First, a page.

I don’t know.

I haven’t written in this blog in a long time. And until just a few moments ago, I couldn’t really tell you why. Being busy, not feeling “inspired,” or not having anything to share are not really accurate excuses. I think it’s because I’ve been hiding.

Photo by A. Pagliaricci
Photo by A. Pagliaricci

I didn’t know I was hiding, not at first. But like a shapeless, dark monster that creeps into your dreams, vignetting what seems to be a fairly standard happy image, I had this growing suspicion that something was not quite right with me. It’s been plaguing me for weeks, this sensation that something is about to fall apart, that I’m not truly alive and aware, that any happiness I’ve felt was false. I’ve talked about it at great lengths with my close friends, my therapist, writing about it in my journal. I could articulate it, yes, but at most it was an intellectual diagnosis. It felt like someone dubbing over my own voice in a foreign language. I knew, but I couldn’t touch it. It hadn’t hit me yet, it floated above me, mockingly. I was pretty sure of what I wanted to eat but I had yet to order it and actually ingest it.

Okay, enough metaphors. You get the idea. But for someone who always has to know the answer to everything, this uncertainty has been difficult for me to live with. So I simply didn’t. In the past 3 months since I’ve last posted, I’ve been quite busy. I held a fundraiser party, I went home for the holidays, I finally wrapped principal photography on my film, I started a writers’ group, produced and acted in a new comedy web-sketch, as well as started developing more web-sketches for PITtv. Meanwhile, I’ve continued to work full-time and go out with friends or on dates. I’ve been very busy. I’ve been barely home. I’ve been rarely alone. Because I’m hiding.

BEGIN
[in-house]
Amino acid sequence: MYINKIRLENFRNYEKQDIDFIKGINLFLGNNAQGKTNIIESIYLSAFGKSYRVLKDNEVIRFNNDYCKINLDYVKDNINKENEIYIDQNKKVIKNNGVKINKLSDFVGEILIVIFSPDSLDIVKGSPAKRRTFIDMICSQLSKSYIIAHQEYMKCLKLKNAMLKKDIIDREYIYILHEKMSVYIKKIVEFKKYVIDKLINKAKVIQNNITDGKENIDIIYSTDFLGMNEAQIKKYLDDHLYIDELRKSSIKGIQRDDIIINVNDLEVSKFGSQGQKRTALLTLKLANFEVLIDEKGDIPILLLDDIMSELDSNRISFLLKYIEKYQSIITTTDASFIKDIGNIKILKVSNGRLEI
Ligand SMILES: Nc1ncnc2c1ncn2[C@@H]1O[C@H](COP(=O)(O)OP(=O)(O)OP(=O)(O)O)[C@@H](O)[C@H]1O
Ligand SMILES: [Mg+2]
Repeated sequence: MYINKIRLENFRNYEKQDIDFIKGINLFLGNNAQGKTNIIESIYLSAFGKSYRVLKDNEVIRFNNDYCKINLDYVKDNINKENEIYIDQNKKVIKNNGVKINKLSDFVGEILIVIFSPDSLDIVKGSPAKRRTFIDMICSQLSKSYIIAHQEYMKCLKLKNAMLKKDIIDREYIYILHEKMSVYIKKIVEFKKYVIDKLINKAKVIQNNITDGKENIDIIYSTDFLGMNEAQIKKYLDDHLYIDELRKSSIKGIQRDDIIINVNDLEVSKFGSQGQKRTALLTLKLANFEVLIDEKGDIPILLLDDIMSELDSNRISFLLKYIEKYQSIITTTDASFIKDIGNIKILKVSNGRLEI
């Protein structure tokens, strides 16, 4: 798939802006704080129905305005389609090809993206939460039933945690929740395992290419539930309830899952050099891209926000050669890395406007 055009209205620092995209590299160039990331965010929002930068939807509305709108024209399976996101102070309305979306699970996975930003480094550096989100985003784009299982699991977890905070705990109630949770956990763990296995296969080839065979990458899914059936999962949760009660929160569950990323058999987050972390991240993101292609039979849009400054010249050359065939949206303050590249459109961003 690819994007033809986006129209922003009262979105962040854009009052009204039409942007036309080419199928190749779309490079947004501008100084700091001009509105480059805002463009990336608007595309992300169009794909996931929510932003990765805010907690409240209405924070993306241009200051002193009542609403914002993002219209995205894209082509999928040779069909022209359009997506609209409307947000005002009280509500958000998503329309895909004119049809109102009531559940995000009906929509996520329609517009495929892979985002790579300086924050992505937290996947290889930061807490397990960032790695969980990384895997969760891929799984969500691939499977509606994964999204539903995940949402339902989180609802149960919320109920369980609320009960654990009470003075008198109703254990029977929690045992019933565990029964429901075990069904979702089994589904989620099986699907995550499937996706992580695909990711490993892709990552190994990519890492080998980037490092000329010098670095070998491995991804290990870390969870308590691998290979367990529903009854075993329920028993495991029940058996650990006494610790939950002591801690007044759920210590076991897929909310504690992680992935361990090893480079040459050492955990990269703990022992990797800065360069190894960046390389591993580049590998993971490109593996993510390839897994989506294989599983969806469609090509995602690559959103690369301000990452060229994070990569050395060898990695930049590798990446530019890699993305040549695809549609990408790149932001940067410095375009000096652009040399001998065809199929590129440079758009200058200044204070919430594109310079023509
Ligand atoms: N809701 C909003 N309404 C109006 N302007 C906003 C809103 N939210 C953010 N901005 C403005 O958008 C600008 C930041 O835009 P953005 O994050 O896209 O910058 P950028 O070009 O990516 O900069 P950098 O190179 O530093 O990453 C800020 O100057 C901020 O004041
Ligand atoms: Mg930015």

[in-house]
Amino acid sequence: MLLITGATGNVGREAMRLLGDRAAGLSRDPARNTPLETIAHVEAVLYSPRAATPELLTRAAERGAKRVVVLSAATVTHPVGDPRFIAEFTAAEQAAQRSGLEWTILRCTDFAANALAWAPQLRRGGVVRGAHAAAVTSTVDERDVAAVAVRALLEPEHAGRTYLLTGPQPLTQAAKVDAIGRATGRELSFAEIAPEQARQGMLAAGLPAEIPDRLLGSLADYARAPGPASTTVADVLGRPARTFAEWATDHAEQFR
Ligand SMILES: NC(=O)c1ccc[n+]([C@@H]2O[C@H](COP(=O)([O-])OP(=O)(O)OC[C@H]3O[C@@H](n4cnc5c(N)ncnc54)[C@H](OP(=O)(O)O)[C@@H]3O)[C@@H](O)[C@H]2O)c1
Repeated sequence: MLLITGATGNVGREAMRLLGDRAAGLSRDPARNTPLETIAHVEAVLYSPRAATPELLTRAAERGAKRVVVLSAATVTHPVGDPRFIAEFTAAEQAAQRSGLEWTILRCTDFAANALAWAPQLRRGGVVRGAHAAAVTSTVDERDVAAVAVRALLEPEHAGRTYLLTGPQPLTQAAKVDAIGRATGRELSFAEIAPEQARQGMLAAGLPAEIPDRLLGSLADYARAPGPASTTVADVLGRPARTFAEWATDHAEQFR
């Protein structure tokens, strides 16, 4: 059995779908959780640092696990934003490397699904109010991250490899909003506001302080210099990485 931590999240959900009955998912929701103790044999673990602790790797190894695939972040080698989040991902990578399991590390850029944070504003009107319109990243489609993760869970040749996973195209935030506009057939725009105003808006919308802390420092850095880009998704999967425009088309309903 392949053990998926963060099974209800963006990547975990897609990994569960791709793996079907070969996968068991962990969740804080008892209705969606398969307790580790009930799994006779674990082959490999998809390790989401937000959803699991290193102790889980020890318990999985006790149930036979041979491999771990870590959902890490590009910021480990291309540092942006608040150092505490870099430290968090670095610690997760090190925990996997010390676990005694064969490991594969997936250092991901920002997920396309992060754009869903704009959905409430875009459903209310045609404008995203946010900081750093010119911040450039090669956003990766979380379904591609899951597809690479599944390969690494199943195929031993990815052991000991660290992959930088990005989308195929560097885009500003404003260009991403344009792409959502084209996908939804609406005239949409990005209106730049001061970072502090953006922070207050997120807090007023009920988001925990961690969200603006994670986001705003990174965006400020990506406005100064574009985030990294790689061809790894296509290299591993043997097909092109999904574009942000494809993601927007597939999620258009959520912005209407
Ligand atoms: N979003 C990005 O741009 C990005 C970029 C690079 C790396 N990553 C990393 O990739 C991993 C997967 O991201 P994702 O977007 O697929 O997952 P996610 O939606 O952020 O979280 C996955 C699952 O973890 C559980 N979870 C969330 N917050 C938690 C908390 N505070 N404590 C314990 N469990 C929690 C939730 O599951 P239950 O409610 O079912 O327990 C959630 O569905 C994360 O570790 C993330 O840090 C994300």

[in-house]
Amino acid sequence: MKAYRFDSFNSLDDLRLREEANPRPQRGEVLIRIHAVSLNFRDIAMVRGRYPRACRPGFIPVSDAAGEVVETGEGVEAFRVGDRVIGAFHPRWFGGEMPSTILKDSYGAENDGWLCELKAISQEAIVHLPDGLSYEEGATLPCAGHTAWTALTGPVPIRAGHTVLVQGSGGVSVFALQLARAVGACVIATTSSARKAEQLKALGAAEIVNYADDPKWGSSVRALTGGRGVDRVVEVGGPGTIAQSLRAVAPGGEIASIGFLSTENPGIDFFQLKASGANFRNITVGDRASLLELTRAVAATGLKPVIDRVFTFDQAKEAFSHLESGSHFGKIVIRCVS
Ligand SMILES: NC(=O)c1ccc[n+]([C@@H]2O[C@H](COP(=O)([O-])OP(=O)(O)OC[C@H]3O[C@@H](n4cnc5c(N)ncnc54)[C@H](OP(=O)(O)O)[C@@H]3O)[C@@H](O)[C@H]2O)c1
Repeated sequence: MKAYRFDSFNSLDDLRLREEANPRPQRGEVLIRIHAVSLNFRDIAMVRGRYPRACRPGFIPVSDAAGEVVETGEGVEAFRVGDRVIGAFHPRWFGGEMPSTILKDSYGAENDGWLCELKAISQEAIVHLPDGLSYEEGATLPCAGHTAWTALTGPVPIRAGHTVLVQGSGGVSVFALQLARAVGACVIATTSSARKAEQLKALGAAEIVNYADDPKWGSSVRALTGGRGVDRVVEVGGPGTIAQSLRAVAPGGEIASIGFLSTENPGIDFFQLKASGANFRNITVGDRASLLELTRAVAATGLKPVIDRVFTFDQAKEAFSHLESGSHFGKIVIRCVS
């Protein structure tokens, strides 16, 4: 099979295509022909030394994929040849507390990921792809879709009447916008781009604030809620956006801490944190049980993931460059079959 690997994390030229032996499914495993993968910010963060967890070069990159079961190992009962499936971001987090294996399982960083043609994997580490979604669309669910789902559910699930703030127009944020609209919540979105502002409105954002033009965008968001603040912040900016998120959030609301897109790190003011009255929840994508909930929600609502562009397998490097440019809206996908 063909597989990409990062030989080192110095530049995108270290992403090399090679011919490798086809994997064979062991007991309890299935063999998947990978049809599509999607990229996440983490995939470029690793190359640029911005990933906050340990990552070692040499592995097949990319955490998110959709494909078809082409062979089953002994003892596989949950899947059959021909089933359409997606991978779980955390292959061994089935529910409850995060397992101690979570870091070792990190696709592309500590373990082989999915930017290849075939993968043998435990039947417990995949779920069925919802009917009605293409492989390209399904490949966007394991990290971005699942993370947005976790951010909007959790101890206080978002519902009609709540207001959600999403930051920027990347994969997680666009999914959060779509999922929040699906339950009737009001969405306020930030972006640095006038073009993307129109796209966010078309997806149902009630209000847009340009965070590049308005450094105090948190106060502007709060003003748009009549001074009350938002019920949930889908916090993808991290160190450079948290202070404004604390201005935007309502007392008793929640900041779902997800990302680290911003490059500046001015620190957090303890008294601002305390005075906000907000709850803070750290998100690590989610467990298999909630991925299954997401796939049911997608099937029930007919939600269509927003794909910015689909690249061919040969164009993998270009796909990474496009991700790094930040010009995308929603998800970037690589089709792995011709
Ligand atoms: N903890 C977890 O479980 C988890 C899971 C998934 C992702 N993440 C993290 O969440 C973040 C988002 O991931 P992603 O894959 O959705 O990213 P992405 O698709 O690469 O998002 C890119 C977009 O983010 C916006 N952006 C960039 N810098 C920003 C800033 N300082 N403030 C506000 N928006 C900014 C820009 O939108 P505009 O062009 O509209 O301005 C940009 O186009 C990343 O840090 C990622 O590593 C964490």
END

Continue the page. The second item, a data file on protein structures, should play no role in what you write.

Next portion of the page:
When my best friend suddenly died last June, all I wanted was to be alone. Grief was the most isolating experience of my life. I’ve lived quite an individual life so far, but the alone-ness was palpable. I couldn’t be around anyone, I couldn’t smile for anyone or make small talk with anyone. I just wanted to sit outside and listen to our favorite music and cry. Nurse my grief like it was the last drink I’ll ever have. I walked the streets of New York with a bubble around me, protecting me from interaction, from engagement, from life. I just mourned.

So when I finally came out, when the sun’s rays finally actually got to touch my skin again, when I looked up, it felt miraculous. I slowly started to feel inspired again, the need to be productive, to continue living. After a while, I wanted to see other people. I wanted to start working on my projects again. I would never be the same, but I was back. And once I got my footing, I took off running. I filled my schedule and took on new projects and set up meetings and dates and outings and laughed and talked and acted like my old extroverted self again. But I was hiding.

I was hiding because I was afraid of being alone again. If I was alone, then I would think. And if I thought, I would think about Matt. And if I thought about Matt, I feared I would slip back into that dark yet brightly-lit, stark, empty room of despair again. I still am. I’m afraid. I’m afraid to be sad. I’m afraid to let myself continue to grieve. I’m afraid I won’t come out of it again. It’s been 8 months and 17 days since Matt died and I’m not still fully healed. I’m not over it. That’s okay. I’m never going to be over this. People tell you about that deep loss. I know this. But I might not also fully heal from this.

Why do we look at wounds as things that need to heal? I kept trying to become this holier-than-thou totally enlightened wise being in the last several months. How pretentious of me to go on and on about how my best friend’s death changed me? I would wax poetic about death and the meaning of life like I suddenly had all the answers now that I’ve experience such profound, tragic loss. (My friends know exactly what I’m talking about. Thank you for not slapping me, but god somebody please slap me next time.)